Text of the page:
Subjective definitions of spirituality and religion
An exploratory study in Germany and the US
This paper shows how corpus methods can be usefully employed in the field of psychology of religion in triangulation with other empirical instruments. Current international surveys mirror an on-going transformation in subjective meanings in religious discourse cumulating in the question: what do people actually mean when they describe themselves as spiritual, religious or neither? The paper presents results of a cross-cultural study with 1,886 participants in the US and Germany. The thematic goal is to explore subjective understandings by examining personal definitions of religion and spirituality. Methodologically, the study shows how the key word procedure can be used to compare the semantic profile of subjective concepts between different languages and cultures by contrasting them to standard language and by using socio-biographical context variables to build contrasting sub-corpora. To control the in-equivalence of existing reference corpora in terms of size and design a so-called reference control corpus (RCC) is introduced.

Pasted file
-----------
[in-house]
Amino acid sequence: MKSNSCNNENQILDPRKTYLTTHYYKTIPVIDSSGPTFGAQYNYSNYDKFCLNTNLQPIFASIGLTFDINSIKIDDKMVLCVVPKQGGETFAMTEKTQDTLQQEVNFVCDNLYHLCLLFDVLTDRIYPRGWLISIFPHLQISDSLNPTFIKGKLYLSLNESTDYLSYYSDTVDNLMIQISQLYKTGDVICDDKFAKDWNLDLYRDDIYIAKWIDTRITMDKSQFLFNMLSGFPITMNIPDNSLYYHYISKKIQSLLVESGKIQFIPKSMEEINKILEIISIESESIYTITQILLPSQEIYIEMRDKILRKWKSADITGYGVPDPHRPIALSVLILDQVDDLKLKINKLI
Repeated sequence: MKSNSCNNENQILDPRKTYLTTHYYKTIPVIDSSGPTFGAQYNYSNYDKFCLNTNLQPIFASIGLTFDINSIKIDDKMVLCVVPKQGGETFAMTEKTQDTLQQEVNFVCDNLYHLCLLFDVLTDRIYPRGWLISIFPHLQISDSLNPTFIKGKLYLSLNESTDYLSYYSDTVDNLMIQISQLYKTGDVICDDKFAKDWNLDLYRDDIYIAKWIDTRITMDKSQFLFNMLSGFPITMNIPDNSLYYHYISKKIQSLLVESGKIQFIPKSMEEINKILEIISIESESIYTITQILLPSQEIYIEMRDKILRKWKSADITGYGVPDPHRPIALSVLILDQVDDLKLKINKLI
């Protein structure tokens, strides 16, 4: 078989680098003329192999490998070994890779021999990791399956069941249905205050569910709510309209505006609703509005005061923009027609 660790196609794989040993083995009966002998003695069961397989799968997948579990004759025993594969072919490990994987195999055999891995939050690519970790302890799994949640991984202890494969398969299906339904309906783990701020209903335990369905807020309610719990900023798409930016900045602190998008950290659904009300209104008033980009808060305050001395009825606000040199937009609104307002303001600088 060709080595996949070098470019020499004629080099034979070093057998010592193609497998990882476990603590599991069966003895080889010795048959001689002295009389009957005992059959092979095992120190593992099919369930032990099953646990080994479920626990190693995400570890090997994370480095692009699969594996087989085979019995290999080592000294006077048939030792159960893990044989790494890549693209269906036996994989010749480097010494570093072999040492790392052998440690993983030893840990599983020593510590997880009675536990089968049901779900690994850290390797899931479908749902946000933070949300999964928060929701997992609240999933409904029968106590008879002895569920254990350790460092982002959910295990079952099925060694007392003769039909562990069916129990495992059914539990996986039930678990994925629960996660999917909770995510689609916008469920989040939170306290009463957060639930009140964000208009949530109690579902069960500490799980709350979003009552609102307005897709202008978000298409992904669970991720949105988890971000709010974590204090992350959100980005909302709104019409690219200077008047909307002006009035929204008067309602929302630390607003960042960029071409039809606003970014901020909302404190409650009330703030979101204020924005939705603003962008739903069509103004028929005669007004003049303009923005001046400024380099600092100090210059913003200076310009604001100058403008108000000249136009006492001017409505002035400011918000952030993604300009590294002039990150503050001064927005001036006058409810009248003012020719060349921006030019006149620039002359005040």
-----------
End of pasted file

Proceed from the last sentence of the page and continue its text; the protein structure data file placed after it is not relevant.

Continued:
Keywords: semantics, key words, mixed-method approach, cross-cultural comparison, discourse analysis
Published online: 21 January 2016
Cited by 9 other publications
Altmeyer, Stefan & Daniel Dreesmann
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Demmrich, Sarah & Stefan Huber
Fraedrich, John, Othman Althawadi & Ramin Bagherzadeh
Huber, Stefan, Mathias Tanner & Herbert Scheiblich
Mahlberg, Michaela, Peter Stockwell, Johan de Joode, Catherine Smith & Matthew Brook O'Donnell
Schrauf, Robert W.
Streib, Heinz, Constantin Klein, Barbara Keller & Ralph Hood
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